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J Vasc Surg. 2014 Nov;60(5):1297-1307.e1. doi: 10.1016/j.jvs.2014.05.028. Epub 2014 Jun 26.

Trends and outcomes of endovascular therapy in the management of civilian vascular injuries.

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Department of Surgery, University of Arizona, Tucson, Ariz.
Department of Cardiothoracic and Vascular Surgery, University of Texas Health Sciences Center at Houston, Houston, Tex.
Division of Vascular and Endovascular Surgery, University of Arizona, Tucson, Ariz.
Division of Trauma, Critical Care and Emergency Surgery, University of Arizona, Tucson, Ariz.
Division of Vascular and Endovascular Surgery, University of Arizona, Tucson, Ariz. Electronic address:



The rapid evolution of endovascular surgery has greatly expanded management options for a wide variety of vascular diseases. Endovascular therapy provides a less invasive alternative to open surgery for critically ill patients who have sustained arterial injuries. The purpose of this study was to evaluate recent trends in the management of arterial injuries in the United States with specific reference to the use of endovascular strategies and to examine the outcomes of endovascular vs open therapy for the treatment of civilian arterial traumatic injuries.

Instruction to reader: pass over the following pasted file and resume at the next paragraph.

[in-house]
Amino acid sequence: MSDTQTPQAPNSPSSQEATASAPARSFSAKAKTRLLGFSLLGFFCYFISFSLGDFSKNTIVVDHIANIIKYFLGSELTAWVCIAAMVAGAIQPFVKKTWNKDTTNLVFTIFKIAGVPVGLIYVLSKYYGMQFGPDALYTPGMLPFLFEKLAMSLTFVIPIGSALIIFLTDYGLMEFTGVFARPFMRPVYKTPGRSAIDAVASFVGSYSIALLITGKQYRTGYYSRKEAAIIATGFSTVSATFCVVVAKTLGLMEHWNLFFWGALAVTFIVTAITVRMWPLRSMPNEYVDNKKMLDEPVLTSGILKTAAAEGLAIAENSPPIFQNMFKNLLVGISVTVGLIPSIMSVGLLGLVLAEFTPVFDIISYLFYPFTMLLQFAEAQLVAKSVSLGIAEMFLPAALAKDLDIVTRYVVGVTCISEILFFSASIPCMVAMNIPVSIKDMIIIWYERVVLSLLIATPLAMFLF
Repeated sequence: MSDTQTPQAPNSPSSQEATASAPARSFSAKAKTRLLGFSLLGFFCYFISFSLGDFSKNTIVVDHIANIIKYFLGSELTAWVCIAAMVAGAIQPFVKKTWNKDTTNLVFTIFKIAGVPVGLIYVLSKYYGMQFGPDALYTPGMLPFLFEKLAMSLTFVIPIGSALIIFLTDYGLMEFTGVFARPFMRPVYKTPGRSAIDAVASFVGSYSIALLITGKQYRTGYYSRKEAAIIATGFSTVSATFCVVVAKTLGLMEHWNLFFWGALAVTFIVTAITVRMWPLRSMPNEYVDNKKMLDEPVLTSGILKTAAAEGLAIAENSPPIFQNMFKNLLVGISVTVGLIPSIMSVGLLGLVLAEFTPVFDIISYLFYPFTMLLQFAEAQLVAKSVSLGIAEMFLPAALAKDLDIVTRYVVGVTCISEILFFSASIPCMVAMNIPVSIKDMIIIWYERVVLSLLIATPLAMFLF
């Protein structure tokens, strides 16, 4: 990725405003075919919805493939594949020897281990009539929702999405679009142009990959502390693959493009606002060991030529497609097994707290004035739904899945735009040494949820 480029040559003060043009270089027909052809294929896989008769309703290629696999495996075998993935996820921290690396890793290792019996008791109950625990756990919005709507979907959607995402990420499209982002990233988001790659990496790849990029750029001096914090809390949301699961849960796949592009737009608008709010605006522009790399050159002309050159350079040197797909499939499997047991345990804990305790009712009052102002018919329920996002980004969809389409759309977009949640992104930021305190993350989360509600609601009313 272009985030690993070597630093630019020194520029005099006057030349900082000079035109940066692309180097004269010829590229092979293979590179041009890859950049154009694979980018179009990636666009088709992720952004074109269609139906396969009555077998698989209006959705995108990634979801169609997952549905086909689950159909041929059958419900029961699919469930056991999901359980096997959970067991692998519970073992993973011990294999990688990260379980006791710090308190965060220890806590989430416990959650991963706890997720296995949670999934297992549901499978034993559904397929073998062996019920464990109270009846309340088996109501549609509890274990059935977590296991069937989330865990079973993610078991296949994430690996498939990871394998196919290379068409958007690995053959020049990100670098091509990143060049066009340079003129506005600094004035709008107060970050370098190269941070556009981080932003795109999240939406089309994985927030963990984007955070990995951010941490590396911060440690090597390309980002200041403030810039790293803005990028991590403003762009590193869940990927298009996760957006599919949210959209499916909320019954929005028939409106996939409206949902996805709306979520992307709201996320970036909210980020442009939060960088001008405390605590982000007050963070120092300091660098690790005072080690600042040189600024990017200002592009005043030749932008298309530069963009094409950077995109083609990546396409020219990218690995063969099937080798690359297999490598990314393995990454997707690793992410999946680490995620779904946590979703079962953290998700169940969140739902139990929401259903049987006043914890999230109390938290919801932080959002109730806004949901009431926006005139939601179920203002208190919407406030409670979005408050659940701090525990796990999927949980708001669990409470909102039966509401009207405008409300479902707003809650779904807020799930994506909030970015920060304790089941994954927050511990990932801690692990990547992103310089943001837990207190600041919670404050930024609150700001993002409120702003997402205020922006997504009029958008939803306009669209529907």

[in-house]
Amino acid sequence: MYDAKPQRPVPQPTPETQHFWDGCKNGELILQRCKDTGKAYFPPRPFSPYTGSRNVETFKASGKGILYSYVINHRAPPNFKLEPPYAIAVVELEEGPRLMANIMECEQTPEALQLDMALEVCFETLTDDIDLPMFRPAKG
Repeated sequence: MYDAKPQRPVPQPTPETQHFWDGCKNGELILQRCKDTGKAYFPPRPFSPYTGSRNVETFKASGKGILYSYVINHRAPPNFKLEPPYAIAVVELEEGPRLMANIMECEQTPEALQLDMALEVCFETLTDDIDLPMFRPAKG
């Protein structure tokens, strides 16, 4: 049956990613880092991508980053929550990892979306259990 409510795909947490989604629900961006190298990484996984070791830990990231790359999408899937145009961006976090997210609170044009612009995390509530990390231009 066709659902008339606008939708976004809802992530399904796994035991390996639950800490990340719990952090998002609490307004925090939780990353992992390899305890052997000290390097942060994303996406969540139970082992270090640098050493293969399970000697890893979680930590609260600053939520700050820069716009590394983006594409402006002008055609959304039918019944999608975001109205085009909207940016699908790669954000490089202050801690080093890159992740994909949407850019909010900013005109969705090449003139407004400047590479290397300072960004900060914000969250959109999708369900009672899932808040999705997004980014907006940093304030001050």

A 9-year analysis of the National Trauma Data Bank was performed to identify all patients who sustained arterial injuries. Demographics, clinical data, interventions, and outcomes were extracted. Propensity scores were used to match endovascular patients to those undergoing open operation. Patient outcomes were compared according to treatment approach.


A total of 23,105 patients were available for analysis. Overall, there was a significant increase in the use of endovascular procedures during 9 years (from 0.3% in 2002 to 9.0% in 2010; P < .001), particularly among blunt trauma patients (from 0.4% in 2002 to 13.2% in 2010; P < .001). This increase was noteworthy and dramatic for injuries of the internal iliac artery (from 8.0% in 2002 to 40.3% in 2010; P < .001), thoracic aorta (from 0.5% in 2002 to 21.9% in 2010; P < .001), and common/external iliac arteries (from 0.4% in 2002 to 20.4% in 2010; P < .001). A significant decrease was noted for open procedures (49.1% in 2002 to 45.6%; P < .001), especially for blunt trauma (42.9% in 2002 to 35.8% in 2010; P < .001). There was a stepwise increase in the proportion of patients managed by endovascular therapy as the Injury Severity Score increased (highest in the spectrum Injury Severity Score 31-50). When outcomes were compared between matched patients who underwent endovascular and open procedures, patients who underwent endovascular procedures had significantly lower in-hospital mortality (12.9% vs 22.4%; odds ratio, 0.5; 95% confidence interval, 0.4-0.6; P < .001). Endovascular patients also had decreased rates of sepsis (7.5% vs 5.4%; odds ratio, 0.7; 95% confidence interval, 0.5-0.9; P = .025).


The use of endovascular therapy in the United States has increased dramatically during the last decade, in particular among severely injured blunt trauma patients. Endovascular therapy was associated with improved in-hospital mortality and lower rates of sepsis.

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